I had two big epiphanies last month. One of them led me to write a post called Make Habits Your Goal.
It turned out to be one of the most important things I’ve ever written.
It changed the way I thought about the Monthly Experiments Project, and the response from people who have read it has been amazing.
At the end of the post, I made a suggestion:
If there is a circumstance in your life that you want to change, instead of setting a goal, try creating a habit. Do it as an experiment.
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In November, I’m going to take my own advice.
Why I Need To Do This
Part of the greater vision for the Monthly Experiments Project is to use my experiments to build the habits and skills that I’ll need to accomplish my long-term goals.
One of those long-term goals is to turn the Monthly Experiments Project into something that helps a large number of people. I believe that if I write enough helpful content here, I have a shot at doing just that.
The problem is: Even though I love writing for this project, I haven’t been writing here often enough; and I can’t be helpful if I don’t write regularly.
To create a helpful blog, I need to improve my writing habits. Both in terms of quality and quantity.
In fact, I’ve taken on several monthly experiments this year that I haven’t even mentioned on this blog. I kept detailed notes for those experiments, but I haven’t actually clicked publish on an experiment related post in months. Ouch.
There are plenty of excuses swirling around in my head, usually related to “being so busy.” Frankly, those excuses are getting old. It’s frustrating for me to think about all the stuff I’m not writing for this site. So, this month, I’m going to change all of that with an experiment.
I love simple experiments, so this experiment only has one rule.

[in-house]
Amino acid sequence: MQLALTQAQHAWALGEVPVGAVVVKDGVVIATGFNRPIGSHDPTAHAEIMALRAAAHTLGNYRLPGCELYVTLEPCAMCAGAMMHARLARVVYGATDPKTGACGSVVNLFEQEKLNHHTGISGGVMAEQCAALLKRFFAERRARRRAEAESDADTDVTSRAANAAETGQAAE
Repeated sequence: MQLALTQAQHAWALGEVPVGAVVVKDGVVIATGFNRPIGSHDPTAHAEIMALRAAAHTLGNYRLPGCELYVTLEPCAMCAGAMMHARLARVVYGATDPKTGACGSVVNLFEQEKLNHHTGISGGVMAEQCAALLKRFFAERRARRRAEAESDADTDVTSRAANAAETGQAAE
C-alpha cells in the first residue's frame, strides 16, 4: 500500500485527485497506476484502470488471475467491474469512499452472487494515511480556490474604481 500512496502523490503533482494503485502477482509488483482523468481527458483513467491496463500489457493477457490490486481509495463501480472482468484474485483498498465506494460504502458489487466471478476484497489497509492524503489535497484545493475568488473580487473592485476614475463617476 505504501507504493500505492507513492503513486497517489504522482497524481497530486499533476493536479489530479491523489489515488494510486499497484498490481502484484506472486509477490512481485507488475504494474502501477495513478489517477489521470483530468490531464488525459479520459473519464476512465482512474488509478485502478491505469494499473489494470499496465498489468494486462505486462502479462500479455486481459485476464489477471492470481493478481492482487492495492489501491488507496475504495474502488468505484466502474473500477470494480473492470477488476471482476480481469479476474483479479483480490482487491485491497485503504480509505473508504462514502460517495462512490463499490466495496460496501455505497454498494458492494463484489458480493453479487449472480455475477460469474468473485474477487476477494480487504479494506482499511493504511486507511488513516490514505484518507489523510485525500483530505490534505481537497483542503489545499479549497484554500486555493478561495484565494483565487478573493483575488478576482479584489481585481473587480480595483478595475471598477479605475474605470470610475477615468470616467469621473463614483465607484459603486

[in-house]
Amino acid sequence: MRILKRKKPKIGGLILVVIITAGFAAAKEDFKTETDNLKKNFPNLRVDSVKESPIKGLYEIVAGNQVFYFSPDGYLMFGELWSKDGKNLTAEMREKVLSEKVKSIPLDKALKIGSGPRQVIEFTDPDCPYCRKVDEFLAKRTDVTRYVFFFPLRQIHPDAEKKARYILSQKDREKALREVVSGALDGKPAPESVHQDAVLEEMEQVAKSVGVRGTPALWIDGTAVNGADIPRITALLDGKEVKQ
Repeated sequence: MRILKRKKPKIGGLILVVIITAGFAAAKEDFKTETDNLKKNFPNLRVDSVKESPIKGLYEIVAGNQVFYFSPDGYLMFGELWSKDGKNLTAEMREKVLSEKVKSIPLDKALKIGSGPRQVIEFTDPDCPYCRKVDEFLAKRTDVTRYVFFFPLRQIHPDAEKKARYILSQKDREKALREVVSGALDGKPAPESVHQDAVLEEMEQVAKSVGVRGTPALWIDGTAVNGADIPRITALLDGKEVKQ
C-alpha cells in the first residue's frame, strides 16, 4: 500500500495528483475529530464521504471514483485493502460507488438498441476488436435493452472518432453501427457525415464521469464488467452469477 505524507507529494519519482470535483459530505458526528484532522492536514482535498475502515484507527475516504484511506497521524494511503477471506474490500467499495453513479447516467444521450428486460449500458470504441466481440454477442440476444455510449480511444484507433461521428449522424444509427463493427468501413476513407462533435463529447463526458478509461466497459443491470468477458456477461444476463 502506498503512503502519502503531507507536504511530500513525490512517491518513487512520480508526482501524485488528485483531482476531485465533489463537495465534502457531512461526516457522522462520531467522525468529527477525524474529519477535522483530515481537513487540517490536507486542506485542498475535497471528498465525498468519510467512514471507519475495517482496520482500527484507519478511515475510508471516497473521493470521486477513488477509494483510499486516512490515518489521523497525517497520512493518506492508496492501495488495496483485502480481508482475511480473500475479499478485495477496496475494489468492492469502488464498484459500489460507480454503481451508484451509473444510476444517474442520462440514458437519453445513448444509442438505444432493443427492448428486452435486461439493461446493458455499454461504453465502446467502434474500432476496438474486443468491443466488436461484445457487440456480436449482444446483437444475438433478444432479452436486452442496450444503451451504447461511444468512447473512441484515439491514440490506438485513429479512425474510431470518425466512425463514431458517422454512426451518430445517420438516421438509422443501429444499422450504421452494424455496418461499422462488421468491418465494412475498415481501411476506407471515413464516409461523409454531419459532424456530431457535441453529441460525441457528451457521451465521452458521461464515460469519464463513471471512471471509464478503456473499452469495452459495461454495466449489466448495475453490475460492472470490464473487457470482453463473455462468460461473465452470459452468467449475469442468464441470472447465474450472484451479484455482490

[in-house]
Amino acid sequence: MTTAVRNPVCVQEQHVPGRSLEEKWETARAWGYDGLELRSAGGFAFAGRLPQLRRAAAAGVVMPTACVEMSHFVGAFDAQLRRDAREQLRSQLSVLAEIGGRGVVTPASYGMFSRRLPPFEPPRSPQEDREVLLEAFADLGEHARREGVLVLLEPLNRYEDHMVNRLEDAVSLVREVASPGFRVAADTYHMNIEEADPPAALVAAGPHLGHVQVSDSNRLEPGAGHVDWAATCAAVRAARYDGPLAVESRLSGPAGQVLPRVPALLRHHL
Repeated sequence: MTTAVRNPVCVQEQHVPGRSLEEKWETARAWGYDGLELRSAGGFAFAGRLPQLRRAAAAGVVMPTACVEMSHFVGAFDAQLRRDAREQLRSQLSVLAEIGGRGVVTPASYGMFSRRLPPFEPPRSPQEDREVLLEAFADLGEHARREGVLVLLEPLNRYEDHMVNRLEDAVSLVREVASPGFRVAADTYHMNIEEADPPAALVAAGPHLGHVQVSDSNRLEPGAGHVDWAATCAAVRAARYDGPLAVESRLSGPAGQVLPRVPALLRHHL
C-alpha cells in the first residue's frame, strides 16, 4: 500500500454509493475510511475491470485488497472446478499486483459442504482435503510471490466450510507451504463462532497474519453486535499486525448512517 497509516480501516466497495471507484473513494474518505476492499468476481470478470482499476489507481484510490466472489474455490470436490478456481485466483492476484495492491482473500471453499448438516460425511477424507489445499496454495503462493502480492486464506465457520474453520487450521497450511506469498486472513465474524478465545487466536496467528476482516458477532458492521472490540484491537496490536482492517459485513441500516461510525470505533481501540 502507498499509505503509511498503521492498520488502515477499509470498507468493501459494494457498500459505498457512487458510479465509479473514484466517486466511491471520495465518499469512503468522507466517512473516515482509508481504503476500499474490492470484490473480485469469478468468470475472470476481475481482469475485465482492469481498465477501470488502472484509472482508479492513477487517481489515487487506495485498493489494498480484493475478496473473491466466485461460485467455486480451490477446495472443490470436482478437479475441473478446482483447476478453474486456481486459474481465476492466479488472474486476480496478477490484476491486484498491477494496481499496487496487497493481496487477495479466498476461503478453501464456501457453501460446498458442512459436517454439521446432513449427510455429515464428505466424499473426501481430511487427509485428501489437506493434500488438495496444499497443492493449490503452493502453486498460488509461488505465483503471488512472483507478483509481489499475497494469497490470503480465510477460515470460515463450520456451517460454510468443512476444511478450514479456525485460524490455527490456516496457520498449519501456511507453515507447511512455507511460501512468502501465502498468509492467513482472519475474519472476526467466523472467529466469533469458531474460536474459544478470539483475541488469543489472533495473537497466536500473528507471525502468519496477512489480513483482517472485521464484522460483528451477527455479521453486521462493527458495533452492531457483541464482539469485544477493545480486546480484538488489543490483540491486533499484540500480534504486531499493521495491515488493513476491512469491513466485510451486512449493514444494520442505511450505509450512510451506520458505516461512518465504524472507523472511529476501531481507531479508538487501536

- Write every day.
That’s it. That’s the habit I want to create, so that’s what I’m going to do. Pretty simple, right?
More specifically, I’m going to write for an hour a day, every day.
I’ll be experimenting with writing at different times of day and different places to see what works best. Friend of the blog, Corbett Barr did an experiment very similar to this back in 2011. I really enjoyed reading his posts back then, and have to thank him for inspiring this experiment.
I’m Not Doing This Alone
Part of the reason I do these experiments in an open setting is so that you can follow along with me. I’m so excited to have commitments from several awesome people who are going to be joining me for this experiment.
One of these people is my friend Bradley Charbonneau from Pass The Sour Cream.
Bradley’s take on this experiment is fascinating because, unlike me, he’s already a fantastic writer. He’s also taking the challenge further than I am because he’s promising to actually publish(!) something every day this month. Badass.
He’s written an excellent post to keep track of his experiment progress here: Bradley’s Write Every Day Experiment.
I really encourage you to read his post. He’s given me permission to quote some of it here:
I suffer from the typical writer’s block. I see a blank screen and want to run. I think of editing some old work and cringe. I’ve been wanting to write on a regular basis for, oh, a decade. Not ten days, not ten months, but ten years. When oh when will that day come where I learn to write on a regular basis?
John Muldoon’s Monthly Experiments has me thinking that I discovered (or he did) something of a secret: if I can manage to do something for a month, maybe it can become a habit. The nice part about the “monthly” is that is makes it bite size, I can handle it, it doesn’t scare me, I can achieve it. If it’s a big disaster, oh well, it was only a month. Also, as John points out, hey, it was just an experiment, so I don’t have to talk about failure, I can just talk about what happened.
So here we go, it’s November 1, 2012. I’m hoping, I’m even smiling to myself (no, really) that I’ll look back on this day with pride and say that was the day that it all began. Whew, exhilarating.
Copyblogger is also doing an Ebook-in-30-days challenge, if you want to write an ebook.
If writing is something that is important to achieving your goals, I encourage you to join us!
Leave a note in the comments about your writing challenge. I want to see what we can do together. I have a feeling this one is going to be a lot of fun.
View all posts in this series
- November 2012: Write Every Day - November 2, 2012
- Finding My Flow - November 3, 2012
- The Two Most Important Rules For Entrepreneurs - November 15, 2012
- 15 Days of Writing Every Day - November 16, 2012
- Monthly Experiments in 4 Words - November 25, 2012
- April 2014: Write Every Day – Round 2 - April 2, 2014
- 1,000 Posts in 1,000 Days - June 24, 2015